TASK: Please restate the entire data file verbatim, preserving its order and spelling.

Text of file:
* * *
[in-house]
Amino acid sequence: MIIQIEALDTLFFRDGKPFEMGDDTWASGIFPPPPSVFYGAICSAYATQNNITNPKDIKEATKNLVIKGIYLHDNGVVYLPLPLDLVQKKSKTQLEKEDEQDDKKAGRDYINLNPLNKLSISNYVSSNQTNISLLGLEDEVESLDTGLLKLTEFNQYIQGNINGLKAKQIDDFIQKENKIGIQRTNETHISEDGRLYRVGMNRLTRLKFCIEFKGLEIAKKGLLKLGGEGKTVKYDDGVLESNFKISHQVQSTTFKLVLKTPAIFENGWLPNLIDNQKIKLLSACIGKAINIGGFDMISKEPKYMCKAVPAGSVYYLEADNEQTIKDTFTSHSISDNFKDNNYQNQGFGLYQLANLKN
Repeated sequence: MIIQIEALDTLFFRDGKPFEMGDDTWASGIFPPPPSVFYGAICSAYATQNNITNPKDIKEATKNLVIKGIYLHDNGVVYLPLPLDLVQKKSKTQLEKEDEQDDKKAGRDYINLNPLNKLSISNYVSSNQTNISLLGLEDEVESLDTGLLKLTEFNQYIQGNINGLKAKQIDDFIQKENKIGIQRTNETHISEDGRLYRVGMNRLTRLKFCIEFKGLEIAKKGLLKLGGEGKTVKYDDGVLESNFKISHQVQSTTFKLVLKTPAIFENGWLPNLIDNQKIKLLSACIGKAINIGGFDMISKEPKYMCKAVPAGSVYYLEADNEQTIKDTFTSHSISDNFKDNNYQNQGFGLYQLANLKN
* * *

[in-house]
Amino acid sequence: MIIQIEALDTLFFRDGKPFEMGDDTWASGIFPPPPSVFYGAICSAYATQNNITNPKDIKEATKNLVIKGIYLHDNGVVYLPLPLDLVQKKSKTQLEKEDEQDDKKAGRDYINLNPLNKLSISNYVSSNQTNISLLGLEDEVESLDTGLLKLTEFNQYIQGNINGLKAKQIDDFIQKENKIGIQRTNETHISEDGRLYRVGMNRLTRLKFCIEFKGLEIAKKGLLKLGGEGKTVKYDDGVLESNFKISHQVQSTTFKLVLKTPAIFENGWLPNLIDNQKIKLLSACIGKAINIGGFDMISKEPKYMCKAVPAGSVYYLEADNEQTIKDTFTSHSISDNFKDNNYQNQGFGLYQLANLKN
Repeated sequence: MIIQIEALDTLFFRDGKPFEMGDDTWASGIFPPPPSVFYGAICSAYATQNNITNPKDIKEATKNLVIKGIYLHDNGVVYLPLPLDLVQKKSKTQLEKEDEQDDKKAGRDYINLNPLNKLSISNYVSSNQTNISLLGLEDEVESLDTGLLKLTEFNQYIQGNINGLKAKQIDDFIQKENKIGIQRTNETHISEDGRLYRVGMNRLTRLKFCIEFKGLEIAKKGLLKLGGEGKTVKYDDGVLESNFKISHQVQSTTFKLVLKTPAIFENGWLPNLIDNQKIKLLSACIGKAINIGGFDMISKEPKYMCKAVPAGSVYYLEADNEQTIKDTFTSHSISDNFKDNNYQNQGFGLYQLANLKN